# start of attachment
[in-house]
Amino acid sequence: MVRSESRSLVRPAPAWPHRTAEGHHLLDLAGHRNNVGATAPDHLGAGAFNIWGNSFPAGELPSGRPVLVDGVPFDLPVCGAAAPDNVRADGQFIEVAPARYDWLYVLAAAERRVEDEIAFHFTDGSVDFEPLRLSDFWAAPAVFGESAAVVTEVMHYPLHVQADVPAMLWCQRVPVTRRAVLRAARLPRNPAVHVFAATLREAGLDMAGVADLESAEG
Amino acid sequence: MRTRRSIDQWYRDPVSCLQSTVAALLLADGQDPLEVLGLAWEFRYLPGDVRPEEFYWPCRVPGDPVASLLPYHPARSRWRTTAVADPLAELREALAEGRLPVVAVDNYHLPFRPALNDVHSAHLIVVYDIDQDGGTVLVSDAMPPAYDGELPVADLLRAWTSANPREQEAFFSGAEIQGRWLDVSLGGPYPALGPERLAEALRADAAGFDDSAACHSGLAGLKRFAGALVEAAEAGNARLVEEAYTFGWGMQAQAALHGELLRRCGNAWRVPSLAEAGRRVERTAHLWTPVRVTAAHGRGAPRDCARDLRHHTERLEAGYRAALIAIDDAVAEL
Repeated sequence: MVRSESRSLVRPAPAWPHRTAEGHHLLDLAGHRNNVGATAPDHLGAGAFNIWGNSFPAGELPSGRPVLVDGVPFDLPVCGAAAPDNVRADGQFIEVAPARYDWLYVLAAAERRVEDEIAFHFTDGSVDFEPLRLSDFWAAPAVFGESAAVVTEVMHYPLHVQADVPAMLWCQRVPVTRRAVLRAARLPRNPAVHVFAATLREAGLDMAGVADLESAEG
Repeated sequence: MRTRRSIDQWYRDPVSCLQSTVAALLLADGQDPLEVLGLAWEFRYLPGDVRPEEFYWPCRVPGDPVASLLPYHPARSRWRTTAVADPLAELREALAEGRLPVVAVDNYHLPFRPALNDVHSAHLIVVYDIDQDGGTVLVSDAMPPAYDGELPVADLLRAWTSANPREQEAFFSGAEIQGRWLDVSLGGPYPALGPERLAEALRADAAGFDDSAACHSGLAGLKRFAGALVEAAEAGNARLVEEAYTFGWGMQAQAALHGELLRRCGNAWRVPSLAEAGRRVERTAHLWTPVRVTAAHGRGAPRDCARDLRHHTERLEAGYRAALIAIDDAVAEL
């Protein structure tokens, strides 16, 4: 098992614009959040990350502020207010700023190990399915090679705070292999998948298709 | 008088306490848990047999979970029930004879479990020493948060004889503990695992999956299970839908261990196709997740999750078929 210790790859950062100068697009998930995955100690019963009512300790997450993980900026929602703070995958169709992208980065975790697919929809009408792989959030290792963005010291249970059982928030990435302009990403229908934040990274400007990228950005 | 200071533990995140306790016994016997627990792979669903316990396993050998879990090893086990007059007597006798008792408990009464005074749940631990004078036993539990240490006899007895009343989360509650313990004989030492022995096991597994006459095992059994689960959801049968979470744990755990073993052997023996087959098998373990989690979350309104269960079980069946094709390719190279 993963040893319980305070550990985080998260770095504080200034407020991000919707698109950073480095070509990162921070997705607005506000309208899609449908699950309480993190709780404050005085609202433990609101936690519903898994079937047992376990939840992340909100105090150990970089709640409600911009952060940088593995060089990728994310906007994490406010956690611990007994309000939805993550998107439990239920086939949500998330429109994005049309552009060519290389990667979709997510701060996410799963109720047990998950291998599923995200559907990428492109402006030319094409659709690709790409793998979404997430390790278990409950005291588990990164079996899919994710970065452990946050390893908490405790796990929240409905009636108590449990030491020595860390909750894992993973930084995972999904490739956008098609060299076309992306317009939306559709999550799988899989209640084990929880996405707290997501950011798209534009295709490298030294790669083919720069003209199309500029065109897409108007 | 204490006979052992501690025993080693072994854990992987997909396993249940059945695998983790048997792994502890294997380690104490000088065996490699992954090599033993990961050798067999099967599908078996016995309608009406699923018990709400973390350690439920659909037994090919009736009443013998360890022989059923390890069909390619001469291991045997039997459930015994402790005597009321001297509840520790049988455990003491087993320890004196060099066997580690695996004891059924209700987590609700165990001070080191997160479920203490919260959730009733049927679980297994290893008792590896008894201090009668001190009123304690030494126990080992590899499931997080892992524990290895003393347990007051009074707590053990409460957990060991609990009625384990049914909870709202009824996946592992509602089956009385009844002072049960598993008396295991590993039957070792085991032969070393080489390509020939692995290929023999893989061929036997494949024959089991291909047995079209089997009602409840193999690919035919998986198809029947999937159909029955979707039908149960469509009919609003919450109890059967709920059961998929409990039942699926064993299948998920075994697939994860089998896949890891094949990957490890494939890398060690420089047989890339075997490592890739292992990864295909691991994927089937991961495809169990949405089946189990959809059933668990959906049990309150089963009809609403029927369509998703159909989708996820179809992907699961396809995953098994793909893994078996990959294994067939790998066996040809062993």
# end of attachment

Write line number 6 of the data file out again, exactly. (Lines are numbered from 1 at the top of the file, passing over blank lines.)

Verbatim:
């Protein structure tokens, strides 16, 4: 098992614009959040990350502020207010700023190990399915090679705070292999998948298709 | 008088306490848990047999979970029930004879479990020493948060004889503990695992999956299970839908261990196709997740999750078929 210790790859950062100068697009998930995955100690019963009512300790997450993980900026929602703070995958169709992208980065975790697919929809009408792989959030290792963005010291249970059982928030990435302009990403229908934040990274400007990228950005 | 200071533990995140306790016994016997627990792979669903316990396993050998879990090893086990007059007597006798008792408990009464005074749940631990004078036993539990240490006899007895009343989360509650313990004989030492022995096991597994006459095992059994689960959801049968979470744990755990073993052997023996087959098998373990989690979350309104269960079980069946094709390719190279 993963040893319980305070550990985080998260770095504080200034407020991000919707698109950073480095070509990162921070997705607005506000309208899609449908699950309480993190709780404050005085609202433990609101936690519903898994079937047992376990939840992340909100105090150990970089709640409600911009952060940088593995060089990728994310906007994490406010956690611990007994309000939805993550998107439990239920086939949500998330429109994005049309552009060519290389990667979709997510701060996410799963109720047990998950291998599923995200559907990428492109402006030319094409659709690709790409793998979404997430390790278990409950005291588990990164079996899919994710970065452990946050390893908490405790796990929240409905009636108590449990030491020595860390909750894992993973930084995972999904490739956008098609060299076309992306317009939306559709999550799988899989209640084990929880996405707290997501950011798209534009295709490298030294790669083919720069003209199309500029065109897409108007 | 204490006979052992501690025993080693072994854990992987997909396993249940059945695998983790048997792994502890294997380690104490000088065996490699992954090599033993990961050798067999099967599908078996016995309608009406699923018990709400973390350690439920659909037994090919009736009443013998360890022989059923390890069909390619001469291991045997039997459930015994402790005597009321001297509840520790049988455990003491087993320890004196060099066997580690695996004891059924209700987590609700165990001070080191997160479920203490919260959730009733049927679980297994290893008792590896008894201090009668001190009123304690030494126990080992590899499931997080892992524990290895003393347990007051009074707590053990409460957990060991609990009625384990049914909870709202009824996946592992509602089956009385009844002072049960598993008396295991590993039957070792085991032969070393080489390509020939692995290929023999893989061929036997494949024959089991291909047995079209089997009602409840193999690919035919998986198809029947999937159909029955979707039908149960469509009919609003919450109890059967709920059961998929409990039942699926064993299948998920075994697939994860089998896949890891094949990957490890494939890398060690420089047989890339075997490592890739292992990864295909691991994927089937991961495809169990949405089946189990959809059933668990959906049990309150089963009809609403029927369509998703159909989708996820179809992907699961396809995953098994793909893994078996990959294994067939790998066996040809062993």